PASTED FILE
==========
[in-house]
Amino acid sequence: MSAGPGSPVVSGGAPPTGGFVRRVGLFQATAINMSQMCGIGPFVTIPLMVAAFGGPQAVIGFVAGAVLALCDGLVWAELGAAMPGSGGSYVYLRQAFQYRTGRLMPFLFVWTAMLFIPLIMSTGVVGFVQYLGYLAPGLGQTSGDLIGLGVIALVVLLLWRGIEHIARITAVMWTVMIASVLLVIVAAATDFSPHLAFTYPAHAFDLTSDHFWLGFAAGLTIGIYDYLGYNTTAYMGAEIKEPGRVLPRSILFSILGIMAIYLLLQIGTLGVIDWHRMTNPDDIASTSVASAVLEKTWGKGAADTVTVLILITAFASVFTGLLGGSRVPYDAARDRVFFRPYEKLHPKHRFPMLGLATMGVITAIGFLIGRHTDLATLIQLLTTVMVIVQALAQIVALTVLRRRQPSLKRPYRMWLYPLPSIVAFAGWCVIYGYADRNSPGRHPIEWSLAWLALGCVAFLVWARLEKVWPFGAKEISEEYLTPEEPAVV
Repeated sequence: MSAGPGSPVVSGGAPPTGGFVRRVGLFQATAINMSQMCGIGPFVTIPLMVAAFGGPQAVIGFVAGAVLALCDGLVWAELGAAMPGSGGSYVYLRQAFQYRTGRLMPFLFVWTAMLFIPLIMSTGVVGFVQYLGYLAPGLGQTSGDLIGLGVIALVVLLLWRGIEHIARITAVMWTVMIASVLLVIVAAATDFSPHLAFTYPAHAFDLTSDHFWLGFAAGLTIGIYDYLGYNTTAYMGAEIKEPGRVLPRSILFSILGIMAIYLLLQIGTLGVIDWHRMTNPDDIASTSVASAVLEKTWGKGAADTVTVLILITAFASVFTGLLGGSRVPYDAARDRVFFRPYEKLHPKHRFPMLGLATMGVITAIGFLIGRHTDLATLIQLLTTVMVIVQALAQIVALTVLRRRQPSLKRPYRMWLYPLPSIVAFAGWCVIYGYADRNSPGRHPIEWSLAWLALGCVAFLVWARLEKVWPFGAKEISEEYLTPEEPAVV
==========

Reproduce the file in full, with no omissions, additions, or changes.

[in-house]
Amino acid sequence: MSAGPGSPVVSGGAPPTGGFVRRVGLFQATAINMSQMCGIGPFVTIPLMVAAFGGPQAVIGFVAGAVLALCDGLVWAELGAAMPGSGGSYVYLRQAFQYRTGRLMPFLFVWTAMLFIPLIMSTGVVGFVQYLGYLAPGLGQTSGDLIGLGVIALVVLLLWRGIEHIARITAVMWTVMIASVLLVIVAAATDFSPHLAFTYPAHAFDLTSDHFWLGFAAGLTIGIYDYLGYNTTAYMGAEIKEPGRVLPRSILFSILGIMAIYLLLQIGTLGVIDWHRMTNPDDIASTSVASAVLEKTWGKGAADTVTVLILITAFASVFTGLLGGSRVPYDAARDRVFFRPYEKLHPKHRFPMLGLATMGVITAIGFLIGRHTDLATLIQLLTTVMVIVQALAQIVALTVLRRRQPSLKRPYRMWLYPLPSIVAFAGWCVIYGYADRNSPGRHPIEWSLAWLALGCVAFLVWARLEKVWPFGAKEISEEYLTPEEPAVV
Repeated sequence: MSAGPGSPVVSGGAPPTGGFVRRVGLFQATAINMSQMCGIGPFVTIPLMVAAFGGPQAVIGFVAGAVLALCDGLVWAELGAAMPGSGGSYVYLRQAFQYRTGRLMPFLFVWTAMLFIPLIMSTGVVGFVQYLGYLAPGLGQTSGDLIGLGVIALVVLLLWRGIEHIARITAVMWTVMIASVLLVIVAAATDFSPHLAFTYPAHAFDLTSDHFWLGFAAGLTIGIYDYLGYNTTAYMGAEIKEPGRVLPRSILFSILGIMAIYLLLQIGTLGVIDWHRMTNPDDIASTSVASAVLEKTWGKGAADTVTVLILITAFASVFTGLLGGSRVPYDAARDRVFFRPYEKLHPKHRFPMLGLATMGVITAIGFLIGRHTDLATLIQLLTTVMVIVQALAQIVALTVLRRRQPSLKRPYRMWLYPLPSIVAFAGWCVIYGYADRNSPGRHPIEWSLAWLALGCVAFLVWARLEKVWPFGAKEISEEYLTPEEPAVV